UCL News


Life-saving breathing device wins innovation award

18 March 2021

The UCLH and UCL team behind a life-saving breathing device for COVID patients have won the 2020 Health Service Journal (HSJ) Award for Acute Innovation of the Year for engineering a ‘just-in-time’ COVID-19 solution.

Female patient wearing a CPAP breathing device

The HSJ Awards celebrate the best teams and people in the NHS and the wider health sector, highlighting excellence and promoting opportunities for funding and innovation within healthcare.  

The UCL-Ventura team of UCL engineers and UCLH critical care consultants, in partnership with Mercedes-AMG High Performance Powertrains, led efforts at the start of the pandemic in March 2020 to rapidly develop the UCL Ventura CPAP (continuous positive airway pressure) device, which helps coronavirus patients breathe more easily and keeps them out of intensive care.

Clinical data from UCLH shows that half of patients treated with CPAP do not progress to ventilation, making this device a lifesaver. Clinical practice across the country has now changed with much greater use of CPAP.

It took less than 100 hours from the first discussions in March 2020 to the first prototype being designed, manufactured and tested. The device is now helping patients with COVID in 130 NHS hospitals and in 15 countries around the world.

The HSJ judges praised the "incredible mobilisation at pace through an inspiring network of people and organisations in developing a device that has had a global reach during the pandemic" and said the panel felt "humbled and honoured to receive such a presentation from a truly inspiring group of people.”

Prof Mervyn Singer (UCLH Critical Care and UCL Medicine) said: “It’s great to receive this prestigious award, recognising not just the named team, but the amazing unseen work of literally thousands of people in rapid time. Our collaborations span UCL, UCLH and other hospitals, Mercedes-AMG HPP, G-TEM who have distributed around the globe, regulators, legal experts, communications teams and many, many more suppliers, companies and others. 'Without whom this would not have been possible' is a hackneyed term - but oh so true in this instance!”.

Prof Rebecca Shipley (UCL Institute of Healthcare Engineering) said: "We are particularly honoured to accept this award during a year in which the acute sector has risen to the many challenges of COVID-19 so commendably.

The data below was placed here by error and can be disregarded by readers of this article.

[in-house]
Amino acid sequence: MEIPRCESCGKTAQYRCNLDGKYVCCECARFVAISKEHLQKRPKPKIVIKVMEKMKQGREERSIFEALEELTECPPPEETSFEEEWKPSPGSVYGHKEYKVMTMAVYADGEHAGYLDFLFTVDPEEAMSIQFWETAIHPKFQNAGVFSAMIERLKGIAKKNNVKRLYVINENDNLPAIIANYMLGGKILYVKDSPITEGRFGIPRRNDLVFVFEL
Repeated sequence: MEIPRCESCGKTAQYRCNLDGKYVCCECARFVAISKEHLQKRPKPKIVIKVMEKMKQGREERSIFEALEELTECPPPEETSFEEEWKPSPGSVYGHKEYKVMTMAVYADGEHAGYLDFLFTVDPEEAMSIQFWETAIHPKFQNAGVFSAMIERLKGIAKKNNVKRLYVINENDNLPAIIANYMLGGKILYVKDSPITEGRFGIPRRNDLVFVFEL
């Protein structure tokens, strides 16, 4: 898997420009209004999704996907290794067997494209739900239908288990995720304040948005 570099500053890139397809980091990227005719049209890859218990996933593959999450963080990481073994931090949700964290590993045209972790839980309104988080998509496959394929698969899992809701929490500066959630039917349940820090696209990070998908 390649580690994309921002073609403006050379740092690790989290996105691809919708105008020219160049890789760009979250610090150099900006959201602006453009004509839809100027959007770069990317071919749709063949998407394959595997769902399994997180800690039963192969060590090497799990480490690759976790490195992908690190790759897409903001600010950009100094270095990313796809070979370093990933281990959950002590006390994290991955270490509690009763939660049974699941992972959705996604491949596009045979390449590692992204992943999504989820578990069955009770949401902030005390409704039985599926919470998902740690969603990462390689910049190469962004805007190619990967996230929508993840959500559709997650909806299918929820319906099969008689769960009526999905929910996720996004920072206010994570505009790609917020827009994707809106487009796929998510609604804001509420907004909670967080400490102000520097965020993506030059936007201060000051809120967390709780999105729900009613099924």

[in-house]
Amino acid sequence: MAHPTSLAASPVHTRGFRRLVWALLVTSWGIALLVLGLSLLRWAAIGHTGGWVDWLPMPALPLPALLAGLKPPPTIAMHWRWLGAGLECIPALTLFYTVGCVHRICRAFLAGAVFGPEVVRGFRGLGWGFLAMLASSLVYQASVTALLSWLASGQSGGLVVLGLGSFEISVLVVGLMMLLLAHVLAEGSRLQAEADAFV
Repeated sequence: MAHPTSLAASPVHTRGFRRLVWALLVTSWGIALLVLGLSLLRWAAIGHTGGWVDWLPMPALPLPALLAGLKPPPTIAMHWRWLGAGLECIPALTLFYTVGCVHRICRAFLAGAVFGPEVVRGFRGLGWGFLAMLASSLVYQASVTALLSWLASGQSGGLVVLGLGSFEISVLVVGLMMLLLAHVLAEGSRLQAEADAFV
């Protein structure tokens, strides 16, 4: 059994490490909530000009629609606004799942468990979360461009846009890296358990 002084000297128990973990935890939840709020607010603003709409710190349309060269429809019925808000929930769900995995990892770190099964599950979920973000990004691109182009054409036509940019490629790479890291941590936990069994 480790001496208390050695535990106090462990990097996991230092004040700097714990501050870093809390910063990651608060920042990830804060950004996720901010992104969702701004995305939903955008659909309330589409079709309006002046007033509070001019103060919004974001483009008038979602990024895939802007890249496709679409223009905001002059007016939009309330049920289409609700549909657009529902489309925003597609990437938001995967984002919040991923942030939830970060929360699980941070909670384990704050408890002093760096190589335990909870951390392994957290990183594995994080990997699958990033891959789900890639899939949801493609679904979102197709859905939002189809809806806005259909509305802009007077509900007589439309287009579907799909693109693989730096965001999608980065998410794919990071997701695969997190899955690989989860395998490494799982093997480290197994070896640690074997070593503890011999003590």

"With infections rising so rapidly, speed was crucial for our ‘just-in-time’ innovation. This was only possible due to the strength of our ecosystem at UCL, with our engineers and clinicians in close partnership already and our industry links well-established. These networks have proved imperative and will be essential to ensuring we are able to respond quickly to future needs too”.

Professor David Lomas (UCL Vice Provost Health) said: “This breakthrough has proved vital in helping our frontline NHS staff keep patients off ventilators. This award pays tribute to so many individuals who worked round-the-clock to develop and deliver on this new prototype. It shows what can be done when universities, industry and hospitals join forces for the national good.”

HSJ Editor, Alistair McLellan, offered his congratulations to UCL-Ventura for their success, “The entrants this year have been of incredible calibre, and each of the winners has been chosen based on their outstanding commitment to excellence in healthcare, I’d like to offer my congratulations to UCL-Ventura on winning the Acute Sector Innovation award at this year’s 40th HSJ Awards”.

Winners were announced during a virtual ceremony attended by over 4500 health and social care staff from across the country, postponed from November to March because of the pandemic.

The team has already been recognised as the winner of the Royal Academy of Engineering President’s Special Award for Pandemic Services.

The full winning team: engineers Prof Tim Baker (UCL Mechanical Engineering), Prof Rebecca Shipley (Director, UCL Institute of Healthcare Engineering) and clinicians Prof Mervyn Singer (UCL Medicine and UCLH Critical Care), Dr David Brealey (UCL Medicine and UCLH Critical Care) and Prof David Lomas (School of Life and Medical Sciences).



  • The UCL-Ventura breathing device Credit: UCL

Media contact

Kate Corry

Tel: +44 (0)20 3108 6995

Email: k.corry [at] ucl.ac.uk